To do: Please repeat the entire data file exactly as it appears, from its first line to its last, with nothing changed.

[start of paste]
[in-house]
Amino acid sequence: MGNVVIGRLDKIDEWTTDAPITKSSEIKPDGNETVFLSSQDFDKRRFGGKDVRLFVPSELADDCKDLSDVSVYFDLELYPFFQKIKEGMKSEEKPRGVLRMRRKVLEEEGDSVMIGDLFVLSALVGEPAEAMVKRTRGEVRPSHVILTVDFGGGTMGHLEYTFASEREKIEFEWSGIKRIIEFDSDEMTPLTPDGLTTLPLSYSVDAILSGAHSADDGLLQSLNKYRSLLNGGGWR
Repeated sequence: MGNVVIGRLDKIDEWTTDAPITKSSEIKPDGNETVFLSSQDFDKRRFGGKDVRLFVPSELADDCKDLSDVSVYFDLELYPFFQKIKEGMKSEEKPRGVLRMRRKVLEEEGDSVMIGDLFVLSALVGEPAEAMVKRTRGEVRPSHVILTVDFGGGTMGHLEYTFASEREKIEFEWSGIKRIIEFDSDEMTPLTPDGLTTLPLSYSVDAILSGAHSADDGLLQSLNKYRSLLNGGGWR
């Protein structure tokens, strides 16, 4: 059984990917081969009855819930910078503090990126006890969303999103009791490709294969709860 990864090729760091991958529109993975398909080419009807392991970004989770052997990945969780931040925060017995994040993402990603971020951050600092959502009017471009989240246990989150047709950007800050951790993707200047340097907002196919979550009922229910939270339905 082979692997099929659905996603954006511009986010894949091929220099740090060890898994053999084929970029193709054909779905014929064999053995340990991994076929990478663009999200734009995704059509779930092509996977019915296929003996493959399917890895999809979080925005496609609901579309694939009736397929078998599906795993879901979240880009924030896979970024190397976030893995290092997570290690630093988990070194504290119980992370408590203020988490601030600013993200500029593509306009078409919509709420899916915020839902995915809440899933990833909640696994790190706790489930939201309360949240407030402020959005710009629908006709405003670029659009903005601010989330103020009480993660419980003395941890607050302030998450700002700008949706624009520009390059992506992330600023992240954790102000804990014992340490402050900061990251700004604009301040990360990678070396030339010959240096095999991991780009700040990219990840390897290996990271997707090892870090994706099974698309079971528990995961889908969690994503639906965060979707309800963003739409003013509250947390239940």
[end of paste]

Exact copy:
[in-house]
Amino acid sequence: MGNVVIGRLDKIDEWTTDAPITKSSEIKPDGNETVFLSSQDFDKRRFGGKDVRLFVPSELADDCKDLSDVSVYFDLELYPFFQKIKEGMKSEEKPRGVLRMRRKVLEEEGDSVMIGDLFVLSALVGEPAEAMVKRTRGEVRPSHVILTVDFGGGTMGHLEYTFASEREKIEFEWSGIKRIIEFDSDEMTPLTPDGLTTLPLSYSVDAILSGAHSADDGLLQSLNKYRSLLNGGGWR
Repeated sequence: MGNVVIGRLDKIDEWTTDAPITKSSEIKPDGNETVFLSSQDFDKRRFGGKDVRLFVPSELADDCKDLSDVSVYFDLELYPFFQKIKEGMKSEEKPRGVLRMRRKVLEEEGDSVMIGDLFVLSALVGEPAEAMVKRTRGEVRPSHVILTVDFGGGTMGHLEYTFASEREKIEFEWSGIKRIIEFDSDEMTPLTPDGLTTLPLSYSVDAILSGAHSADDGLLQSLNKYRSLLNGGGWR
């Protein structure tokens, strides 16, 4: 059984990917081969009855819930910078503090990126006890969303999103009791490709294969709860 990864090729760091991958529109993975398909080419009807392991970004989770052997990945969780931040925060017995994040993402990603971020951050600092959502009017471009989240246990989150047709950007800050951790993707200047340097907002196919979550009922229910939270339905 082979692997099929659905996603954006511009986010894949091929220099740090060890898994053999084929970029193709054909779905014929064999053995340990991994076929990478663009999200734009995704059509779930092509996977019915296929003996493959399917890895999809979080925005496609609901579309694939009736397929078998599906795993879901979240880009924030896979970024190397976030893995290092997570290690630093988990070194504290119980992370408590203020988490601030600013993200500029593509306009078409919509709420899916915020839902995915809440899933990833909640696994790190706790489930939201309360949240407030402020959005710009629908006709405003670029659009903005601010989330103020009480993660419980003395941890607050302030998450700002700008949706624009520009390059992506992330600023992240954790102000804990014992340490402050900061990251700004604009301040990360990678070396030339010959240096095999991991780009700040990219990840390897290996990271997707090892870090994706099974698309079971528990995961889908969690994503639906965060979707309800963003739409003013509250947390239940």